One of America’s oldest Spiritualist nodes is located only a 20-minute drive from my house in Troy. Camp Etna, just outside Etna village, has been there since the mid-1870s, when Daniel Buswell donated part of his farmland to start a gathering center for mediums, psychics and spiritual healing. It has run through the highs and lows of American Spiritualism, at times attracting thousands of visitors to its summer programs. Despite my lifelong personal (and eventually, professional) interest in mysticism, I never knew this. I owe the mini-revelation to Mira Ptacin’s book “The In-Betweens: The Spiritualists, Mediums, and Legends of Camp Etna.”
Ptacin, a Peaks Island resident transplanted there some years ago from points away, spent a large chunk of 2017 driving to Etna, interviewing camp residents and denizens, attending table-tipping and healing sessions, and researching the history of not only the camp, but Spiritualism itself. What became a loosely organized religion originated in upstate New York in 1848, when two sisters, Kate and Margaret Fox, discovered they could elicit responses from some presumably supernatural agency in the house they lived in with their parents. They refined their psychic abilities and eventually were persuaded to take the show on the road. By later in the 19th century, they had en enormous following, and had given rise to a sort of religion-philosophy based on the idea (and their evidence) that human personalities live on after death and the living can communicate with them. It was in this milieu that Camp Etna was founded and became a magnet point for mediums and their messages.
It was, of course, controversial. Activist disbelievers in the afterlife have existed at least since Socrates’ time, and the Fox sisters by the 1880s had psychologically succumbed to the enormous public pressures of their fame. The movement continued, though, and survived Harry Houdini’s efforts to debunk it in the 1920s.
Many, many people, in all times and cultures, sense presences, even when they can’t quite get them into focus. So Camp Etna persisted, though its popularity waned and waxed through the decades. Ptacin arrived on its rustic scene following a renascence period that began in the late 2000s, and involved a mix of older, traditionally trained mediums and younger, New Age-linked, marketing-conscious psychic workers. The mix has not been smooth. Ptacin calls the spiritual practitioners of a certain age who bridge traditional ways with later New Age ways the “in-betweens.”
Her book is partly the story of Spiritualism in Etna, with special emphasis on the religion’s and organization’s feminist predispositions, and partly the story of Ptacin’s own ambivalence about it. In between illuminating portraits of some of the camp elders, movers and shakers, she dips into her own feelings, which are a mix of journalistic skepticism and desire for inner revelation. On the one hand, a cornerstone event of her own life was the sudden death of her younger brother; her return in several passages to details and probings of this lifelong grief suggests that part of her motivation to write the book was to find out if maybe, just possibly, her relentless psychological sense of her brother’s presence might be verifiable as his actual presence. I don’t remember her saying this outright. I do remember several points, on the other hand, where her own postmodern skepticism pops through.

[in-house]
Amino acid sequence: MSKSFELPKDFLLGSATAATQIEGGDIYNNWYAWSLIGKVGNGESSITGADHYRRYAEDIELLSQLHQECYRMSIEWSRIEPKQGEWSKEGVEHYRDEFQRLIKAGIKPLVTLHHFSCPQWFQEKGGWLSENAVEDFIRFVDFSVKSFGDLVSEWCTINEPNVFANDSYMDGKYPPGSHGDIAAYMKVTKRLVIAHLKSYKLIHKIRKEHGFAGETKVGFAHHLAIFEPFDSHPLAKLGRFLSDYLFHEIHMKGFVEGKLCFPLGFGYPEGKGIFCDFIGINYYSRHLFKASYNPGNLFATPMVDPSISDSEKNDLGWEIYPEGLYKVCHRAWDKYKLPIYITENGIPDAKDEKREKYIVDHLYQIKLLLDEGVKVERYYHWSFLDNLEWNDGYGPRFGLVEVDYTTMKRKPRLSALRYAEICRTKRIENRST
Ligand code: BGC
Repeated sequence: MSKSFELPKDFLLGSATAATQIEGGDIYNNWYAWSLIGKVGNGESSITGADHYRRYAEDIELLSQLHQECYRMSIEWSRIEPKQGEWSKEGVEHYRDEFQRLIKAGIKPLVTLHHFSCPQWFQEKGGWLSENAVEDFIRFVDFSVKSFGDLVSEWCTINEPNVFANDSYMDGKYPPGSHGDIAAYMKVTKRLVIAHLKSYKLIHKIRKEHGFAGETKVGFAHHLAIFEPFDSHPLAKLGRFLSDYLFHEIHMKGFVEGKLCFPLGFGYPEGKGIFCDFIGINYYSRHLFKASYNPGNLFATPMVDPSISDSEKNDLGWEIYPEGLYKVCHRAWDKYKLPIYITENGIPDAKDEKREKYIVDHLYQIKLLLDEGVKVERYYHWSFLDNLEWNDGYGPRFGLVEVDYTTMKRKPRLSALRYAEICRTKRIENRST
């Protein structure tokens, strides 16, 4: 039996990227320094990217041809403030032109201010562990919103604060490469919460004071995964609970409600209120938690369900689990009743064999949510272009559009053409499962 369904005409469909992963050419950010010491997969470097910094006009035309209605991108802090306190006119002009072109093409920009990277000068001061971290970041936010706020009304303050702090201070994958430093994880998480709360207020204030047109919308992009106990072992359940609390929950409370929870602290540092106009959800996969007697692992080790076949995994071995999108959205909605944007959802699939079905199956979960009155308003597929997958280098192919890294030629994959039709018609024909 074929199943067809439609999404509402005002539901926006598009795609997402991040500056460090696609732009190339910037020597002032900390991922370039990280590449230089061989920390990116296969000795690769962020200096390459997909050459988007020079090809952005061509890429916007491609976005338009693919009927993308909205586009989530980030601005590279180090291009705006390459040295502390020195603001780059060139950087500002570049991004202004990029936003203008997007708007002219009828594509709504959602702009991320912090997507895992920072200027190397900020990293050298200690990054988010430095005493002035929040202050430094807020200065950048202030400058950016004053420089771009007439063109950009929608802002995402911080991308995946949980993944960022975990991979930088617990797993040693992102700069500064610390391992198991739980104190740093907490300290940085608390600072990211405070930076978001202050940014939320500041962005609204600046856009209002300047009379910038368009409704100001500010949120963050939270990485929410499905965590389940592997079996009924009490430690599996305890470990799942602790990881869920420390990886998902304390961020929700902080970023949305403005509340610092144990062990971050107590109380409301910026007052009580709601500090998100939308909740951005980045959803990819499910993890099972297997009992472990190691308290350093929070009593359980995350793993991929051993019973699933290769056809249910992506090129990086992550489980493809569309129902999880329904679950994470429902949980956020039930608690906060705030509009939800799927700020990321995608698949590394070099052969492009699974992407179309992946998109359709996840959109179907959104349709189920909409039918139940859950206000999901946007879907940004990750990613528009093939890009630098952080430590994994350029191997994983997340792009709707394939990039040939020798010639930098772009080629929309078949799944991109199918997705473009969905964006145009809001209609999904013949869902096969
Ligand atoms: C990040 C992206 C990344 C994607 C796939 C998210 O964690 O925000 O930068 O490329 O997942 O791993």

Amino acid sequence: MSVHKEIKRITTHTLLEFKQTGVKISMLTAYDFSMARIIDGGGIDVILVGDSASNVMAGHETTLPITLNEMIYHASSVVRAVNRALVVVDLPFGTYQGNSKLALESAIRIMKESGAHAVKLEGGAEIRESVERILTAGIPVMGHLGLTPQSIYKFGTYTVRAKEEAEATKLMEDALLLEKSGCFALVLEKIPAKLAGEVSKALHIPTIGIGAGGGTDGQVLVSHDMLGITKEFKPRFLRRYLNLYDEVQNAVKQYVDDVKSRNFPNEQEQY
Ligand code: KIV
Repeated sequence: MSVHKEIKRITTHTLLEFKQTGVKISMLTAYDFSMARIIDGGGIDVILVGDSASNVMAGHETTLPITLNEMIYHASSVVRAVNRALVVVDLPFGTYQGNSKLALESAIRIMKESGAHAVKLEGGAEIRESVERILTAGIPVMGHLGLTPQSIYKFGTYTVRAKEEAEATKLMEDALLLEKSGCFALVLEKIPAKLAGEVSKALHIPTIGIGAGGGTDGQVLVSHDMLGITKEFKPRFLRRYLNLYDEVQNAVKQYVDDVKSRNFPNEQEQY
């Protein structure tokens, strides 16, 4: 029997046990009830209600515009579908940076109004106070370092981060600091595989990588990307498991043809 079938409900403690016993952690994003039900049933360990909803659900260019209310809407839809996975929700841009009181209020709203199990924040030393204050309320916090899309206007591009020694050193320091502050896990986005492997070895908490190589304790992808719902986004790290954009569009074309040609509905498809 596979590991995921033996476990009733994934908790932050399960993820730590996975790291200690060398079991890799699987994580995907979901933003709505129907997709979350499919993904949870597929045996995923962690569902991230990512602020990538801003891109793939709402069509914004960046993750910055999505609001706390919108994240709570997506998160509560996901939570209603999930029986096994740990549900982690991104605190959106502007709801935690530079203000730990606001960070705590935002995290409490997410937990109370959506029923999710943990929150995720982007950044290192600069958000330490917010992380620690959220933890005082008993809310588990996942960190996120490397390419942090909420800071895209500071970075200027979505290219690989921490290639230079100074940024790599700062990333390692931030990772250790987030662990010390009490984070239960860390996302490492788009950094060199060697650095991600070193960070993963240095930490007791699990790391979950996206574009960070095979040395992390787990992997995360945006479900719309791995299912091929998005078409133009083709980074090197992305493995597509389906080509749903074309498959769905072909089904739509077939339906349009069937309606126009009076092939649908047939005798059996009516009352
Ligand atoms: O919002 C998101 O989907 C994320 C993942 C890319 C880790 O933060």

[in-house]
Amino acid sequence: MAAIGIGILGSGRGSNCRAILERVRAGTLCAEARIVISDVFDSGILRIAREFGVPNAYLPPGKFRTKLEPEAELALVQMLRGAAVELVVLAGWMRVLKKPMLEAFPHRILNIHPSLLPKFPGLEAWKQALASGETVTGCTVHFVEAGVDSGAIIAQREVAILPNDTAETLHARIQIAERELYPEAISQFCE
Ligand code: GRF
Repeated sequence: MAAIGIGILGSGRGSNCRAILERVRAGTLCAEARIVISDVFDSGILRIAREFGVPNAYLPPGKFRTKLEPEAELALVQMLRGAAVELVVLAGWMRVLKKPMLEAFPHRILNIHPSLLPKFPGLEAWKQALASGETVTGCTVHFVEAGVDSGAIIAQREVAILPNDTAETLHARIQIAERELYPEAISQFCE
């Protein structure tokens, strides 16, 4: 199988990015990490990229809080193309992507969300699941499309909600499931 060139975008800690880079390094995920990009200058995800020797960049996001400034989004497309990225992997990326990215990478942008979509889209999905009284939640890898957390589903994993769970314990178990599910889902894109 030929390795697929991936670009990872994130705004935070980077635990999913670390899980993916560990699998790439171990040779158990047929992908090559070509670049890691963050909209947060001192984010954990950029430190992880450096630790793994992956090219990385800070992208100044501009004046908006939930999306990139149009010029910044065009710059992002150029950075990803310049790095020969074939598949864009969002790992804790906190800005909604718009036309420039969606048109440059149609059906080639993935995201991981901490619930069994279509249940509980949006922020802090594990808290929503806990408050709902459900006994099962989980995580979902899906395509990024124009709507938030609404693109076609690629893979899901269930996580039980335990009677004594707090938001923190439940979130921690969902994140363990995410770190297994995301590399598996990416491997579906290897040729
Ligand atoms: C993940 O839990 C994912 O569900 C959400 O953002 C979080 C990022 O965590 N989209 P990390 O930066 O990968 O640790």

While she’s trying to learn dowsing, for example, her normally well-contained sense of detached superiority is shattered by nervous self-consciousness: “My sticks are broken. My sticks are on strike. They don’t want to work with me because they can see how awful I really am. They know I’m a journalist. Which stick is the boy, and which one is the girl? … What’s wrong with me? Will there be a snack break?” She kind of takes it all seriously, and kind of doesn’t, until toward the end of her research mission. The final event of the book is in some ways what we, the readers, maybe, and she, the writer, maybe, have been hoping for all along: a full-on, well-detailed incident involving Mira’s apparent spirit guide. Whether we are to believe the mediums’ literal interpretation of the incident remains ambiguous, but the author herself finds a concluding psychological comfort.
The nearest thing I know of to this subject matter in Maine literature is UMaine professor Kyriacos Markides’s “Magus of Strovolos” series about psychic healers in Cyprus who engage in much the same activity as the mediums of Camp Etna. Markides approaches the material first as a participating sociology researcher and then in later books such as “Fire in the Heart” and “The Mountain of Silence” as a philosopher of the religious-spiritual complex that underlies the psychics’ world. Ptacin, the journalist, appropriately summarizes this material and describes its effects on her personal world, rather than turns to philosophy.
There are big differences between ghosts, spirit guides and angels, between psychics, mediums, clairvoyants and spiritualists, and between old-time mediums and New Age dancers. There are also differences between mysticism, the occult and the contemplative tradition, which is my little scholarly niche, explored for millennia by religious adepts from Christianity to Buddhism, Sufism, Taoism, shamanism. But they are all related along a sort of metaphysical continuum of inner experience of the divine and its neighborhoods. “The In-Betweens” takes you through the basics of how one American religious sensibility answers perennial questions about life and death. Right in Etna, Maine.
Off Radar takes note of poetry and books with Maine connections the first and third Thursdays of each month. Dana Wilde is a member of the National Book Critics Circle. Contact him at [email protected]